Finally, at some point it will be handy to bring along a light source such as an external strobe.  Shooting with ambient only can work at shallow depths and using the internal flash for macro can produce decent results, but eventually you might need a more powerful light source.  Because of the density of water, if you don’t get close enough your flash simply will not have the power to illuminate the subject.

How close should you get then if six feet isn’t close enough?  Like with most things, the answer is, it depends, but a good rule of thumb is to get as close as possible without spooking the subject and still being able to compose the desired scene in the frame.

I usually try to get within 1-2 feet, but subjects wont always allow you to get that close.  Using a binary search type approach for skittish subjects works well.  Snap a photo then cut the distance in half, take a another shot and cut the distance again.   Repeat this process carefully to get as close as possible.  If you are shooting very small subjects like a blenny or other macro subjects than you will want to be even closer.  I was able to get within 1-2 feet of the Sergeant Major above which produced a much better photo.

2.  Avoid Shooting Down

The natural tendency when first bringing a camera along while snorkeling or diving is to remain horizontal in the water column and snap photos of the reef and fish below.   Sometimes a downward angle may be the only one available for the subject, but when possible trying to get level shots or upward angled shots drastically improves the composition; otherwise you will get the tops of fish as shown here.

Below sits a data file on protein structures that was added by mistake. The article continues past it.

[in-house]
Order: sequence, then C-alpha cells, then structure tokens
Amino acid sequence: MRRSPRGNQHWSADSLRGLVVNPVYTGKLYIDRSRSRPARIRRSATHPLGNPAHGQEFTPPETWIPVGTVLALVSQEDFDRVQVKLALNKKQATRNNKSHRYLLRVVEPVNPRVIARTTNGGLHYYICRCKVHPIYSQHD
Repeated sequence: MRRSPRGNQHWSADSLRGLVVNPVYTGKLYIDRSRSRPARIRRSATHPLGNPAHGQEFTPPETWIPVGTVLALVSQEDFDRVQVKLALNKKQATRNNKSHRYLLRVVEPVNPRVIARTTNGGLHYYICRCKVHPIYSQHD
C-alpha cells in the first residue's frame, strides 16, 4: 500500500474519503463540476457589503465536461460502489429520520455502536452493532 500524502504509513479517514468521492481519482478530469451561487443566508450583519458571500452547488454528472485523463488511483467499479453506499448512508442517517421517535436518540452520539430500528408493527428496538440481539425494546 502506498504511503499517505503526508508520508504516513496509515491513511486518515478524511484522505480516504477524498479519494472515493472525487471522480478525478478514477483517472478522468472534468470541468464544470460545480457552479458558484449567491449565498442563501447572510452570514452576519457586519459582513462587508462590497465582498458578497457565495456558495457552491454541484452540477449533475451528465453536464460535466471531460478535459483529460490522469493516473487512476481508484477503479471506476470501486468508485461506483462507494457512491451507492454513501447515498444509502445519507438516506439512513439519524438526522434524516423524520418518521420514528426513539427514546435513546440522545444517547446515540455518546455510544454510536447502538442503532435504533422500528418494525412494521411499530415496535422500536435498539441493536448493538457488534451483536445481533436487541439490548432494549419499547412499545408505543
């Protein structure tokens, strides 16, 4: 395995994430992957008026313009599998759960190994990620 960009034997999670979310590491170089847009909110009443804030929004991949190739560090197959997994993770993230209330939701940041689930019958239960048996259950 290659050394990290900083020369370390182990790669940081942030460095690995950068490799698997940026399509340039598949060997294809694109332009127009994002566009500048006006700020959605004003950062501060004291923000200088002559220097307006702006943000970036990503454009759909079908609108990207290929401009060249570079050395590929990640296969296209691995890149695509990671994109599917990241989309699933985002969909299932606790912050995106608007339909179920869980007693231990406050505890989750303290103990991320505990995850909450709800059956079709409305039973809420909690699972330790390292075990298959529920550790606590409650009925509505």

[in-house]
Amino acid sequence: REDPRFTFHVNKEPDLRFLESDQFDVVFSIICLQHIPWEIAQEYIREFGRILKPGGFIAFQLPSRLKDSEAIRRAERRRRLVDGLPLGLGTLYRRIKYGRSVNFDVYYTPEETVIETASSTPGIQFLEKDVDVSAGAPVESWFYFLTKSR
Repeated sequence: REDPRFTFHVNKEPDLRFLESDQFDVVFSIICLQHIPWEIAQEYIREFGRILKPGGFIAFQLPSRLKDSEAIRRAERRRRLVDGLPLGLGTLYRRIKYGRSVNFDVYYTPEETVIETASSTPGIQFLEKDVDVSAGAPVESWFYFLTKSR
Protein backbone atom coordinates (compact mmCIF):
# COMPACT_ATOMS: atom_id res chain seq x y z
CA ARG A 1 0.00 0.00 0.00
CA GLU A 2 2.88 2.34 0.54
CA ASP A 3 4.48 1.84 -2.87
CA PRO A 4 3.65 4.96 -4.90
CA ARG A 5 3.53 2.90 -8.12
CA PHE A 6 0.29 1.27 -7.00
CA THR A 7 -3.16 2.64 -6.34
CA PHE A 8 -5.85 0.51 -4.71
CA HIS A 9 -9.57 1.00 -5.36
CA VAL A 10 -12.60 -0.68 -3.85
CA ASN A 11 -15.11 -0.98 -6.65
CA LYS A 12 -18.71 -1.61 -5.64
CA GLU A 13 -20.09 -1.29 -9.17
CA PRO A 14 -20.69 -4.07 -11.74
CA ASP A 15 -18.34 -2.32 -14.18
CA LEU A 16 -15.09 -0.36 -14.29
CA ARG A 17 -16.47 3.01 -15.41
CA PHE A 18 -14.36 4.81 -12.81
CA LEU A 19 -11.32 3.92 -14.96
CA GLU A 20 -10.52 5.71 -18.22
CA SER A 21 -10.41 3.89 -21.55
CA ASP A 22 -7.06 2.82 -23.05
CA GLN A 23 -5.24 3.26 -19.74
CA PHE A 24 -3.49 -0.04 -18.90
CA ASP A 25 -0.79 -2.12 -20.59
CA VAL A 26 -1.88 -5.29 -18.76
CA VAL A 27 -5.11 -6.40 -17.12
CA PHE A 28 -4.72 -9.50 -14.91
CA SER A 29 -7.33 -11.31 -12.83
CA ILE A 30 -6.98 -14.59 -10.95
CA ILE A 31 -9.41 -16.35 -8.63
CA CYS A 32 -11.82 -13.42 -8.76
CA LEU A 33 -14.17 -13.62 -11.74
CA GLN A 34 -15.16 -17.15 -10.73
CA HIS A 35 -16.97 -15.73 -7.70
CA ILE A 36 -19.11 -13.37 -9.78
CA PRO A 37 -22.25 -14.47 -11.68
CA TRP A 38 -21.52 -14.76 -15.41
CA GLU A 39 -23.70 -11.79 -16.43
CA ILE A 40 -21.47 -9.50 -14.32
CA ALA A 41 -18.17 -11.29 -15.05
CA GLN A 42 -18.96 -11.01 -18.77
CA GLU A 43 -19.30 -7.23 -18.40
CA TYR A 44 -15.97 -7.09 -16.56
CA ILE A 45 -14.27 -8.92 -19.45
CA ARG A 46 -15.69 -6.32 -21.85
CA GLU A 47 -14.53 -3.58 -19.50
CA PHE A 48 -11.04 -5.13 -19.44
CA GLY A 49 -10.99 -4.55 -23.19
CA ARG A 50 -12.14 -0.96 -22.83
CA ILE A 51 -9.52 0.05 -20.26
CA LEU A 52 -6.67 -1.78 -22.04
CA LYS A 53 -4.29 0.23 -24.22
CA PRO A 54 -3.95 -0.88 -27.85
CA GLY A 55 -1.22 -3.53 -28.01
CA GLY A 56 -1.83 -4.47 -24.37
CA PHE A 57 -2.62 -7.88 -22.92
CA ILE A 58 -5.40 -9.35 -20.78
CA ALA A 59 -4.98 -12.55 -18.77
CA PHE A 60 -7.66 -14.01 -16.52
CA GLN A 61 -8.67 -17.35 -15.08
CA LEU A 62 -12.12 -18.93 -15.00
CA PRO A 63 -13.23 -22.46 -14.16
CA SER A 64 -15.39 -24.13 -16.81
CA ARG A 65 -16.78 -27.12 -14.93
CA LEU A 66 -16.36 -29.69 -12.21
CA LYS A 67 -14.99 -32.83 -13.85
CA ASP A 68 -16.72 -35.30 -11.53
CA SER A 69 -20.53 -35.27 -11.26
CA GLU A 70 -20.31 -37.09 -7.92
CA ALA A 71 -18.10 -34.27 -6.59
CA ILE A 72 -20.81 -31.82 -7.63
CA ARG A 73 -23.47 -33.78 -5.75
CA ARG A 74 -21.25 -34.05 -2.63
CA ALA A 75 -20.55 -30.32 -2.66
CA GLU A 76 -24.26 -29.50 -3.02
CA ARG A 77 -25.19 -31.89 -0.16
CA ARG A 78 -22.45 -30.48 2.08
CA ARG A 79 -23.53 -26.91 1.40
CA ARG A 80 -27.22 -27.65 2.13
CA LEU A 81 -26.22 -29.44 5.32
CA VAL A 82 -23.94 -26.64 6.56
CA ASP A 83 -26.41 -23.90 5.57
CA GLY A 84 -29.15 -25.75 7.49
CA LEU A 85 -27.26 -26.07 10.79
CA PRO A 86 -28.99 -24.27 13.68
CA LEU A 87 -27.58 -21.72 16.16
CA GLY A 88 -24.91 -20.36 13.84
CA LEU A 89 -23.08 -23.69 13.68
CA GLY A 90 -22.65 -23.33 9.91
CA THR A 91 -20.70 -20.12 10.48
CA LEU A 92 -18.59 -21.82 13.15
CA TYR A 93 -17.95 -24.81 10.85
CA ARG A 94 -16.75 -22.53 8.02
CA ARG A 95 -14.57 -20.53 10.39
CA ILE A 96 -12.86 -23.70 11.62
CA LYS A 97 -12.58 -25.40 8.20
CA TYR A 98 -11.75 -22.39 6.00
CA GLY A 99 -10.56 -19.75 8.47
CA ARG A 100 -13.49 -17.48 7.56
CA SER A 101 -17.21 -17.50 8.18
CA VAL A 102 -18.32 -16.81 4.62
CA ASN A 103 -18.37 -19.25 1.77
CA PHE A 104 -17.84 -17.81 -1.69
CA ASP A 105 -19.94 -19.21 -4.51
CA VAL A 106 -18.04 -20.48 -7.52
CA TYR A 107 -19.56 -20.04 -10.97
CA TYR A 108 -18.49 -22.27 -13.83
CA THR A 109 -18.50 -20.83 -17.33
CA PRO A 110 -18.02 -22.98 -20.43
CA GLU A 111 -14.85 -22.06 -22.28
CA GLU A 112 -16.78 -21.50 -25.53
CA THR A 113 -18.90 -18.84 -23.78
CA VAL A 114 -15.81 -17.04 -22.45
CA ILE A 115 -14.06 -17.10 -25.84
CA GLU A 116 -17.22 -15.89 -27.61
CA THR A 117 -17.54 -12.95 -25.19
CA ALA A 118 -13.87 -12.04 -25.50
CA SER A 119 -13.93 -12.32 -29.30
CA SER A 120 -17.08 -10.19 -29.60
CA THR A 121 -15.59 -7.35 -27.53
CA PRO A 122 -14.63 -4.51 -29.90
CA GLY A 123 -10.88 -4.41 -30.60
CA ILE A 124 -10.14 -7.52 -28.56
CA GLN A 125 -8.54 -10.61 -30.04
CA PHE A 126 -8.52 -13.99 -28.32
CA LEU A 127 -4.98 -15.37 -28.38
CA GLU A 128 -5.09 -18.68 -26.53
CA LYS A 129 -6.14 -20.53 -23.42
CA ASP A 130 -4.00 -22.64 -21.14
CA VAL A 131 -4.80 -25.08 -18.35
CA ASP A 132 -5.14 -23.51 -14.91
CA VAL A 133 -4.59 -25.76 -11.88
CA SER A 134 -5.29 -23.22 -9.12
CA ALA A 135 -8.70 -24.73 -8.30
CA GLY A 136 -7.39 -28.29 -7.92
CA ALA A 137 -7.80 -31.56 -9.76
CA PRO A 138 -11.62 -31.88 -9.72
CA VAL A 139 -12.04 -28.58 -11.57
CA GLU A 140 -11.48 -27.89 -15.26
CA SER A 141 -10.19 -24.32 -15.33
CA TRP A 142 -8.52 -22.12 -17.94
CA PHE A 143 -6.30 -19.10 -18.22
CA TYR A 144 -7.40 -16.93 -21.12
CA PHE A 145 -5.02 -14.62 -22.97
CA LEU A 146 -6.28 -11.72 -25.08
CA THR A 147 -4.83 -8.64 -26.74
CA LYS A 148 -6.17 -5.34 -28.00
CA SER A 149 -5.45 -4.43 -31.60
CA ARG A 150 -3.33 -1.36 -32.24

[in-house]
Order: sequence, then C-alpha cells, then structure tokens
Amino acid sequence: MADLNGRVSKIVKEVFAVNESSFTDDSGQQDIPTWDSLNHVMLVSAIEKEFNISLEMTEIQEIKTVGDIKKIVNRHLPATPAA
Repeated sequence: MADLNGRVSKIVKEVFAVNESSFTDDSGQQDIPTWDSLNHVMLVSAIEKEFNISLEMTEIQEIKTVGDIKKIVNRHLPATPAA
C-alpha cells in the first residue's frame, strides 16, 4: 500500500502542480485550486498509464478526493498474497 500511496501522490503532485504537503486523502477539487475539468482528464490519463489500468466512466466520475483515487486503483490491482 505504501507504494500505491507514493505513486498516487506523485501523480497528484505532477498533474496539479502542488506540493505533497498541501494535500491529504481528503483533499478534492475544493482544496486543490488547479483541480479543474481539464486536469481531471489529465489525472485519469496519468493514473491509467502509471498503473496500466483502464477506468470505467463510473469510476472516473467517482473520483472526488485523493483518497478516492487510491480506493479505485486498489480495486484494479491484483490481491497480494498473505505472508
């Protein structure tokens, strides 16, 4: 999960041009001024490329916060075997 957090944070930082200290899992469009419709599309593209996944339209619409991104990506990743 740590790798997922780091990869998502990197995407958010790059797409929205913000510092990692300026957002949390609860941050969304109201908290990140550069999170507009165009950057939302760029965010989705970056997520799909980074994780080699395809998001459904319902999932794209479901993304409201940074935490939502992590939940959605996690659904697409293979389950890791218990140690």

When shooting down the bottom is the background which might not work well to provide a good contrast against the subject.  Shooting level or up allows you to use a reef, open water or the surface as the back drop giving you more creative options for composing the shot.  Also, generally speaking photographs shot straight down are less aesthetically pleasing and a bad angle might further aggravate an overall poorly composed shot.

Of course shooting down is much easier; your trim and buoyancy as a diver will need to be much better to successfully compose level and upward angled shots.  When snorkeling it can be even more challenging because you will need to be able to dive down further and for longer and to try and stay neutral for a period of time while composing the shot.  However, with practice it will become second nature visualizing an approach to get a pleasing angle on a subject.  This french angelfish was shot at Rum Point in Grand Cayman while snorkeling.  The better shot was achieved by diving down instead of shooting from directly above.